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The Kitchen Gardener
Gardens stay evergreen in archive

Saturday, September 22, 2001

There is a timeless quality about garden photographs. Layered through each picture is a story, a tale woven by clever gardeners, inspired in their own way to create gardens that are both beautiful and functional.

Among the images in the Smithsonian Institution's Archives of American Gardens is a photo showing how Phipps' cactus roo looked in 1903. (Smithsonian Institution Photo)

Looking at these photos, you know they shared the dirty fingernails, overloaded wheelbarrows and passion we feel for our gardens.

The Smithsonian Institution's Archives of American Gardens is a fascinating collection of these photographs dating back to the turn of the century. Accessible via the Web at www.siris.si.edu, it's a great resource for any gardener.

The collection started in 1992 with a donation of 30,000 images from the Garden Club of America. The club's members, mostly women, had photographed both public and private gardens. These pictures not only chronicle the history of American gardens but also give a glimpse into the lives of the people in the photographs.

Joyce Connolly, a museum specialist for the archive, organizes the collection and makes it available to gardeners and researchers. She believes these photographs provide a sense of continuity for gardeners.

"Things do change, and if you don't hang on to them, document them, you really lose. It's important to know where we were and where we are now," she says.

The people who come to the archive are as diverse as the plantings in the photographs -- writers, students, researchers. People interested in their own gardens and large estates want to see what it looked like. Landscape architects visit to glean ideas.

The archive has grown to an estimated 80,000 images, with 20,000 available to view online. Connolly recommends gardeners use the photos for design inspiration. Be careful, though. Once you sit down and start poking around the site, you might not notice the hours passing.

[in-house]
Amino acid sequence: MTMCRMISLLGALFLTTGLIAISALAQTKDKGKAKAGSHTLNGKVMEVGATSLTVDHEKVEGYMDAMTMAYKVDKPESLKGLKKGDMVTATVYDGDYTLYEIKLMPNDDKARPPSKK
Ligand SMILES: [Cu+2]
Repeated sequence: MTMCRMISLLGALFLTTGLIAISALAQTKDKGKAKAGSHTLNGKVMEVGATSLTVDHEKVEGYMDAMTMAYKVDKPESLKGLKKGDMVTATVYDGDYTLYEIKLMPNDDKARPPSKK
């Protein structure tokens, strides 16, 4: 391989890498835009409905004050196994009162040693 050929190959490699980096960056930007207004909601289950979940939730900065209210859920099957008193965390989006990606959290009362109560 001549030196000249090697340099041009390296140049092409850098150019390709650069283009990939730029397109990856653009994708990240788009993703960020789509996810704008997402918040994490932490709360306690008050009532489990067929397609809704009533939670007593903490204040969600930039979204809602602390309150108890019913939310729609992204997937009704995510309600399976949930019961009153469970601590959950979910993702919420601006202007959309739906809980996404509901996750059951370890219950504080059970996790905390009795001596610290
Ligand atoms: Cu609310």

On www.siris.si.edu, click on the search button under Archives & Manuscripts. Use the scroll-down menu to select Archive of American Gardens and type in the word you want to search.

Search for "garden benches" and the site brings up 118 hits. Search "trellis" and view 47. Scroll through page after page of rose gardens or just gardens in Pennsylvania.

The archives also comprise smaller collections. The collection of J. Horrace McFarland contains 5,000 photos. McFarland's Harrisburg-based company did artwork for seed catalogs, and his collection contains some of the most interesting photographs I saw.

The pictures of Phipps Conservatory and Botanical Gardens show us the local landmark in a different time. Phipps historian Charlotte Cohen looked carefully at a 1903 photo of the cactus room.

"That's the original planting. It was built in 1901. That room has been redesigned at least twice," she said.

Cohen had never seen the picture before but is hoping to add it to her collection. She opened a large cabinet filled with boxes of slides. One shelf was dedicated to hardcover notebooks filled with memorabilia. She pages though brightly colored postcards from days gone by.

"This is our heritage," she said.

Phipps, the fourth-oldest conservatory in the country and the fifth largest, holds a special place in Cohen's heart. She is a docent and volunteer there and has been the historian for more than a decade.

Another photo from the Web site, a 1930 hand-tinted shot, shows a Phipps gardener surrounded by pots of hyacinth and crocus. He was setting up for a show, Cohen said.

"This is what Phipps used to be. This was their method of displaying flowers."

Cohen said the old photos provide an important link to gardens past.

"There were people who cared enough to save [the photos] so everyone else could see what was here. I want my grandchildren to be able to see what it used to be like," she said.

The Smithsonian is interested in donations of garden photos. They are especially interested in gardens that are not documented anywhere and in images that are unique and unpublished.

Among those whose work could be recognized are the unknown landscape architects who worked in Pittsburgh for much of their careers. Their work could be preserved in old photos.

"The most important aspect of saving these images is the fact that gardens are subject to change, loss and destruction," Cohen said. "These images are sometimes the only evidence left of a once-beautiful garden that has since disappeared."

Many of the photos in the Smithsonian Institution's Archives of American Gardens can be seen only in person, by appointment only.

For a brochure or information, write: AAG, A and I Building, Room 2282, Washington, DC 20560-0420. Or call 202-633-7376.


The Backyard Gardener appears periodically throughout the year. To read earlier columns and other garden features, visit PG Online Gardening at http://www.post-gazette.com/garden/. Oster can be reached by e-mail at doster@post-gazette.com or by phone at 412-263-1484.

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